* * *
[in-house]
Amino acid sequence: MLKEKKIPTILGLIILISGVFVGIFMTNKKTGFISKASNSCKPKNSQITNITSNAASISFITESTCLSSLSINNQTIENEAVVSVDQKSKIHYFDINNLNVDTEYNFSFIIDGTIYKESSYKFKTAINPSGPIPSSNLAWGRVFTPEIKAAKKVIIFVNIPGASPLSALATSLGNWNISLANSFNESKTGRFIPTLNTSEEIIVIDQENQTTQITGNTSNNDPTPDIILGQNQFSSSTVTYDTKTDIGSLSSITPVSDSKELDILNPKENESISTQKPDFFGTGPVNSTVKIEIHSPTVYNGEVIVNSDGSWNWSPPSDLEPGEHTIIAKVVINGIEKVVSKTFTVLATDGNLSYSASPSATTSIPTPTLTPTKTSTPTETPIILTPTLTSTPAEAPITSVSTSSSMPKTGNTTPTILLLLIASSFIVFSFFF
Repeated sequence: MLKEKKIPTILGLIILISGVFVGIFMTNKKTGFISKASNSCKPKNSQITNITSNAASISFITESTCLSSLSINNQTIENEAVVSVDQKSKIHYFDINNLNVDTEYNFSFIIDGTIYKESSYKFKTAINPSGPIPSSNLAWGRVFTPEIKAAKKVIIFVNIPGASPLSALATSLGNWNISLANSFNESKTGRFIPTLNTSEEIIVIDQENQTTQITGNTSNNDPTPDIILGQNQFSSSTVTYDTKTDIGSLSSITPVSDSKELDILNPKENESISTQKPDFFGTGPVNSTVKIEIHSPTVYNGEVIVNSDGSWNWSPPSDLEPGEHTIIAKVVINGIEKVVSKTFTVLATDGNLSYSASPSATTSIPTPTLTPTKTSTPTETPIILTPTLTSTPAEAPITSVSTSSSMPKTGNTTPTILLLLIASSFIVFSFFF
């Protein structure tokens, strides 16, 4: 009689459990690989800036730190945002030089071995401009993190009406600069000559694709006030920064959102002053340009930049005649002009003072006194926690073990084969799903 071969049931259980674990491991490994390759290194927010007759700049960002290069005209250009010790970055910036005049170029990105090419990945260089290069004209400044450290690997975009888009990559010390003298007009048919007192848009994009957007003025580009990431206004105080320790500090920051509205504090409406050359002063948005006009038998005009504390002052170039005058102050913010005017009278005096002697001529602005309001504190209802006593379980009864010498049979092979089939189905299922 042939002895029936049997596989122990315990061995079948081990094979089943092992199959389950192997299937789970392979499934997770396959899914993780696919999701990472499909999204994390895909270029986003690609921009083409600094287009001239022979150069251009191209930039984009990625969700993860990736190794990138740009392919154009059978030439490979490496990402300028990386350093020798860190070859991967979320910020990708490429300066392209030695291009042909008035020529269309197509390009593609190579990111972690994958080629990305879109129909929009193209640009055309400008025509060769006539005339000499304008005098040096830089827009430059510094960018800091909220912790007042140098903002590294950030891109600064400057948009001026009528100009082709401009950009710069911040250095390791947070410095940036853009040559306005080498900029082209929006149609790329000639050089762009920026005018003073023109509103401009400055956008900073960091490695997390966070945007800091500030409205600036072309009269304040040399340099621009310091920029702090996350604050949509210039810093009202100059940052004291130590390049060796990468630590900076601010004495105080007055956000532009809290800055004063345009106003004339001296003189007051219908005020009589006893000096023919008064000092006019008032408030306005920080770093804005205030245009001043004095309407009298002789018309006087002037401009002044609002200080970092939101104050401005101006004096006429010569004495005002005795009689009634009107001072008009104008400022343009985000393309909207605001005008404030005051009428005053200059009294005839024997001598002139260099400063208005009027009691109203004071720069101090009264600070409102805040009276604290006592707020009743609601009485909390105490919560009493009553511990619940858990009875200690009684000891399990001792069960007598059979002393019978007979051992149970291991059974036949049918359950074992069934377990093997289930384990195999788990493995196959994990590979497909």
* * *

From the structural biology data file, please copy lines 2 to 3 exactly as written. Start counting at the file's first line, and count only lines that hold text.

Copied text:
Amino acid sequence: MLKEKKIPTILGLIILISGVFVGIFMTNKKTGFISKASNSCKPKNSQITNITSNAASISFITESTCLSSLSINNQTIENEAVVSVDQKSKIHYFDINNLNVDTEYNFSFIIDGTIYKESSYKFKTAINPSGPIPSSNLAWGRVFTPEIKAAKKVIIFVNIPGASPLSALATSLGNWNISLANSFNESKTGRFIPTLNTSEEIIVIDQENQTTQITGNTSNNDPTPDIILGQNQFSSSTVTYDTKTDIGSLSSITPVSDSKELDILNPKENESISTQKPDFFGTGPVNSTVKIEIHSPTVYNGEVIVNSDGSWNWSPPSDLEPGEHTIIAKVVINGIEKVVSKTFTVLATDGNLSYSASPSATTSIPTPTLTPTKTSTPTETPIILTPTLTSTPAEAPITSVSTSSSMPKTGNTTPTILLLLIASSFIVFSFFF
Repeated sequence: MLKEKKIPTILGLIILISGVFVGIFMTNKKTGFISKASNSCKPKNSQITNITSNAASISFITESTCLSSLSINNQTIENEAVVSVDQKSKIHYFDINNLNVDTEYNFSFIIDGTIYKESSYKFKTAINPSGPIPSSNLAWGRVFTPEIKAAKKVIIFVNIPGASPLSALATSLGNWNISLANSFNESKTGRFIPTLNTSEEIIVIDQENQTTQITGNTSNNDPTPDIILGQNQFSSSTVTYDTKTDIGSLSSITPVSDSKELDILNPKENESISTQKPDFFGTGPVNSTVKIEIHSPTVYNGEVIVNSDGSWNWSPPSDLEPGEHTIIAKVVINGIEKVVSKTFTVLATDGNLSYSASPSATTSIPTPTLTPTKTSTPTETPIILTPTLTSTPAEAPITSVSTSSSMPKTGNTTPTILLLLIASSFIVFSFFF